In 2007, Hipparcos data was revised with a new parallax of 4.90000 which put AD Horolgii at a distance of 665.64 light years or 204.08 parsecs. It should not be taken as though the star is moving closer or further away from us. It is purely that the distance was recalculated.

Using the 2007 distance, the star is roughly 42,094,228.34 Astronomical Units from the Earth/Sun give or take a few. An Astronomical Unit is the distance between Earth and the Sun. The number of A.U. is the number of times that the star is from the Earth compared to the Sun. The star's Galacto-Centric Distance is 7,443.00 Parsecs or 24,276.34 Light Years. The Galacto-Centric Distance is the distance from the star to the Centre of the Galaxy which is Sagittarius A*.

Travel Time to AD Horolgii

The time it will take to travel to this star is dependent on how fast you are going. U.G. has done some calculations as to how long it will take going at differing speeds. A note about the calculations, when I'm talking about years, I'm talking non-leap years only (365 days).

The New Horizons space probe is the fastest probe that we've sent into space at the time of writing. Its primary mission was to visit Pluto which at the time of launch (2006), Pluto was still a planet.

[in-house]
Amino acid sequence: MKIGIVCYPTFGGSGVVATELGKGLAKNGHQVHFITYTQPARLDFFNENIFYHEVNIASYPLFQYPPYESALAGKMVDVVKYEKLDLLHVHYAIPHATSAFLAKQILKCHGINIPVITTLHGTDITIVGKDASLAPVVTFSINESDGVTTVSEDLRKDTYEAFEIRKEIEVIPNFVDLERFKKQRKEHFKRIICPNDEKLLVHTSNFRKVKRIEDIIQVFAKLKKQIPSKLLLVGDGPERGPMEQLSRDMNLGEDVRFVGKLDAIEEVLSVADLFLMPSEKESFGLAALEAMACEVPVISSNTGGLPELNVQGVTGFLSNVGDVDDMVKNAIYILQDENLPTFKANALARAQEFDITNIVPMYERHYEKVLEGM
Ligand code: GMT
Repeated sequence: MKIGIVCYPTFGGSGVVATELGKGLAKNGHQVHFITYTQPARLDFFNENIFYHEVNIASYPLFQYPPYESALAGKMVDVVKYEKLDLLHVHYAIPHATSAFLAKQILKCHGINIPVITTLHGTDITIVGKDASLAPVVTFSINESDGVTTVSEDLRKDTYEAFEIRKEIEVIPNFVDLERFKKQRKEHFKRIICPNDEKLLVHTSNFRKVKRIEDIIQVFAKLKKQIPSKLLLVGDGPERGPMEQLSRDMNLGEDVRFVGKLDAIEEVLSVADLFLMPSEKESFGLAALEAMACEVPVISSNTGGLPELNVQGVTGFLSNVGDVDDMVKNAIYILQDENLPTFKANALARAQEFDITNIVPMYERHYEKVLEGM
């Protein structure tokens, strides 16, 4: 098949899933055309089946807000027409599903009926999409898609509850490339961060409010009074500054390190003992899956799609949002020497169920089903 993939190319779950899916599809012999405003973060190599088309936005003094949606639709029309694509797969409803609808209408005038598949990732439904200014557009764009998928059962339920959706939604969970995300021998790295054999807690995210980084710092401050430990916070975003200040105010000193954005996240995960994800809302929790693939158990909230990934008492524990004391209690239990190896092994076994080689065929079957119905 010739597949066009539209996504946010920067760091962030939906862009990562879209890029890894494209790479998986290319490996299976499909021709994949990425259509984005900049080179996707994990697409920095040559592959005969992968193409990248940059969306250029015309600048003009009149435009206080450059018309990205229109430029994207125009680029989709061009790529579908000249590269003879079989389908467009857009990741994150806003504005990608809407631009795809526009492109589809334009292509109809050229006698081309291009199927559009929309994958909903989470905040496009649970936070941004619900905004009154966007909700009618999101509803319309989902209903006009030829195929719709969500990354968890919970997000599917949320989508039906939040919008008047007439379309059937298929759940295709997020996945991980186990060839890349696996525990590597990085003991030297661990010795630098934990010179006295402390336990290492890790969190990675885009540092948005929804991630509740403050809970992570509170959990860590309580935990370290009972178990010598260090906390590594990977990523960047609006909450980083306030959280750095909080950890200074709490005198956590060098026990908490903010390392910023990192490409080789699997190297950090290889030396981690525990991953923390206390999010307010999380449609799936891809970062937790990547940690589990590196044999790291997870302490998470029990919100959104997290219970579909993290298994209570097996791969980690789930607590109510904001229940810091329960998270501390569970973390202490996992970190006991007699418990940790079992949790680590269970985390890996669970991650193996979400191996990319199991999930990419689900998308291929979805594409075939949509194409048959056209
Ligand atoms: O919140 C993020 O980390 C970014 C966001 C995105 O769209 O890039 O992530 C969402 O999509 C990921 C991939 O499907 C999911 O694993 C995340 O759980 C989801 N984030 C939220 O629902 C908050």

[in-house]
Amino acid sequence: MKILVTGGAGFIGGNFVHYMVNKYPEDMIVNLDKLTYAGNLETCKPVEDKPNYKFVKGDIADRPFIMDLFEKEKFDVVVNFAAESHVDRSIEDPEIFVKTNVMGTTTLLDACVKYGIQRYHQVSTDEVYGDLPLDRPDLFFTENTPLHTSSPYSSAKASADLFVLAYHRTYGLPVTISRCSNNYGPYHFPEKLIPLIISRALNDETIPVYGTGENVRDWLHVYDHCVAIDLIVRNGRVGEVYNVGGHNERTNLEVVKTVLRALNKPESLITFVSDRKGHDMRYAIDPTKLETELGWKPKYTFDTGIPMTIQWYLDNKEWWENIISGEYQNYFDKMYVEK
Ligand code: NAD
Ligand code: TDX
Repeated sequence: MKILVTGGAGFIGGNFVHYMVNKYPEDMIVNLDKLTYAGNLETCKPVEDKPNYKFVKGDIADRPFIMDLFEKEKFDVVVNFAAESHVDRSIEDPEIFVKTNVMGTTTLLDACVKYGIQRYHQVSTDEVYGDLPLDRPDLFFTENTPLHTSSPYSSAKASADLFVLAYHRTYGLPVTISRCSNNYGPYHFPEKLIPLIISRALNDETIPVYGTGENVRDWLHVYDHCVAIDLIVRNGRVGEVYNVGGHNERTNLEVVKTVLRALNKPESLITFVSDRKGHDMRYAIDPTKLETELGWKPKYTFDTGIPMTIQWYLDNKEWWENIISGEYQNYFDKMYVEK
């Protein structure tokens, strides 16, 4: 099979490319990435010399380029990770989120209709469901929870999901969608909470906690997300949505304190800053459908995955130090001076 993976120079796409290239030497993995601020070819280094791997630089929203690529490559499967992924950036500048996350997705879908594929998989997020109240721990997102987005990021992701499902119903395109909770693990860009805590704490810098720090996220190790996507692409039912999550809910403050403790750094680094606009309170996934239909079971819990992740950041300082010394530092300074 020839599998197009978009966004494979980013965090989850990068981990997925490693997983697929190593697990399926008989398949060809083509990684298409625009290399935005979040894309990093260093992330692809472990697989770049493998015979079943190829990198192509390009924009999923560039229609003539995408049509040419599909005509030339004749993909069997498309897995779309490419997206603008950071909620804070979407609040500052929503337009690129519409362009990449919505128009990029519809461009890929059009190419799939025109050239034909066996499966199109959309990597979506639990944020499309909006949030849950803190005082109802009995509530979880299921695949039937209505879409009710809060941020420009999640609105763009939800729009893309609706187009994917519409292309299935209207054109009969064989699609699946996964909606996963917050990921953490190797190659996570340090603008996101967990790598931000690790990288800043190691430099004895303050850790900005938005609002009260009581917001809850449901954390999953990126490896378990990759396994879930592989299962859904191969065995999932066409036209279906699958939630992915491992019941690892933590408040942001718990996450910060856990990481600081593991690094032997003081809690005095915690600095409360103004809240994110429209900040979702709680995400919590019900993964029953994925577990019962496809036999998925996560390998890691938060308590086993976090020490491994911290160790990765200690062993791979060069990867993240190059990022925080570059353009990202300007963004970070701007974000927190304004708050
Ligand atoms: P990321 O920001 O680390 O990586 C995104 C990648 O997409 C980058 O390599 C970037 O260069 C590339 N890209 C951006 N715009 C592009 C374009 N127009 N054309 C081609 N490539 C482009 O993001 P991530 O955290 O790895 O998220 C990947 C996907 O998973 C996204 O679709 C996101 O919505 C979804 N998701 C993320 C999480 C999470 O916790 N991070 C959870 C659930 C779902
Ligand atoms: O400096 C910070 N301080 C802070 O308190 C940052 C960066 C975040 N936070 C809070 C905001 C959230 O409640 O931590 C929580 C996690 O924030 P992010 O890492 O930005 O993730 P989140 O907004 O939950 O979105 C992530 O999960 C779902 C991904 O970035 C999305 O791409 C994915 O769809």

DescriptionSpeed (m.p.h.)Time (years)
Walking4111,597,313,231.89
Car1203,719,910,441.06
Airbus A380736606,507,137.13
Speed of Sound (Mach 1)767.269581,789,767.25
Concorde (Mach 2)1,534.54290,894,504.49
New Horizons Probe33,00013,526,947.06
Speed of Light670,616,629.00665.64

Variable Type of AD Horolgii

The star is a pulsating Delta Scuti variable type which means that its size changes over time. The Variable Type is usually named after the first star of that type to be spotted. AD Horolgii brightness ranges from a magnitude of 7.112 to a magnitude of 7.034 over its variable period. The smaller the magnitude, the brighter the star. Its variable/pulsating period lasts for 0.1 days (variability).

Source of Information